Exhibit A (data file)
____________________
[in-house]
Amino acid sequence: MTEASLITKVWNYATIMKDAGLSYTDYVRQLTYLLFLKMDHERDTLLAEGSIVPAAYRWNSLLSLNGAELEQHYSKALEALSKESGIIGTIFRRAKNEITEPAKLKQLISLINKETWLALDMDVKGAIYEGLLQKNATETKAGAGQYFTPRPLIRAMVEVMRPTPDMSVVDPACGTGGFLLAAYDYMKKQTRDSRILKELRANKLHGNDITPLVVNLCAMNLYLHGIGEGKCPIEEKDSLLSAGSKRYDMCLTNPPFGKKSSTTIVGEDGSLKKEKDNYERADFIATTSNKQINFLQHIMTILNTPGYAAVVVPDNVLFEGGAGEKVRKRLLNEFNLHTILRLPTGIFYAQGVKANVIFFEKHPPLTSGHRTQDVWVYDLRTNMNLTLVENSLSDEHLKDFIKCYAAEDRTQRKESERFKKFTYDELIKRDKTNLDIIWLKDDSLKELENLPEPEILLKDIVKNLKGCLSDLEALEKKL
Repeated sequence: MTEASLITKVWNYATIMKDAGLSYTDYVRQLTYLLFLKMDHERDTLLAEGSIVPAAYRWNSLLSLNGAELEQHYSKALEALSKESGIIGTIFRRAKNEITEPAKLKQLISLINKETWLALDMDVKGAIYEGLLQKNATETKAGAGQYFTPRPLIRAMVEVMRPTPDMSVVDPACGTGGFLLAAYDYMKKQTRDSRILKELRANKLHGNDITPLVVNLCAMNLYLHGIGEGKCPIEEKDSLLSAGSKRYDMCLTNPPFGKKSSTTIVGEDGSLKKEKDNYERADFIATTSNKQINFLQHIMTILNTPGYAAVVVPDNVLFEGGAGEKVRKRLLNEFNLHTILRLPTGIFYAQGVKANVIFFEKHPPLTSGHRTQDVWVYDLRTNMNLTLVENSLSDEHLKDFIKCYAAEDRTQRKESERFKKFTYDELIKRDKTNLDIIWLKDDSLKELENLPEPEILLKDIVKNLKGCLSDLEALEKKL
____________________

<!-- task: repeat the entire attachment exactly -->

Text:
[in-house]
Amino acid sequence: MTEASLITKVWNYATIMKDAGLSYTDYVRQLTYLLFLKMDHERDTLLAEGSIVPAAYRWNSLLSLNGAELEQHYSKALEALSKESGIIGTIFRRAKNEITEPAKLKQLISLINKETWLALDMDVKGAIYEGLLQKNATETKAGAGQYFTPRPLIRAMVEVMRPTPDMSVVDPACGTGGFLLAAYDYMKKQTRDSRILKELRANKLHGNDITPLVVNLCAMNLYLHGIGEGKCPIEEKDSLLSAGSKRYDMCLTNPPFGKKSSTTIVGEDGSLKKEKDNYERADFIATTSNKQINFLQHIMTILNTPGYAAVVVPDNVLFEGGAGEKVRKRLLNEFNLHTILRLPTGIFYAQGVKANVIFFEKHPPLTSGHRTQDVWVYDLRTNMNLTLVENSLSDEHLKDFIKCYAAEDRTQRKESERFKKFTYDELIKRDKTNLDIIWLKDDSLKELENLPEPEILLKDIVKNLKGCLSDLEALEKKL
Repeated sequence: MTEASLITKVWNYATIMKDAGLSYTDYVRQLTYLLFLKMDHERDTLLAEGSIVPAAYRWNSLLSLNGAELEQHYSKALEALSKESGIIGTIFRRAKNEITEPAKLKQLISLINKETWLALDMDVKGAIYEGLLQKNATETKAGAGQYFTPRPLIRAMVEVMRPTPDMSVVDPACGTGGFLLAAYDYMKKQTRDSRILKELRANKLHGNDITPLVVNLCAMNLYLHGIGEGKCPIEEKDSLLSAGSKRYDMCLTNPPFGKKSSTTIVGEDGSLKKEKDNYERADFIATTSNKQINFLQHIMTILNTPGYAAVVVPDNVLFEGGAGEKVRKRLLNEFNLHTILRLPTGIFYAQGVKANVIFFEKHPPLTSGHRTQDVWVYDLRTNMNLTLVENSLSDEHLKDFIKCYAAEDRTQRKESERFKKFTYDELIKRDKTNLDIIWLKDDSLKELENLPEPEILLKDIVKNLKGCLSDLEALEKKL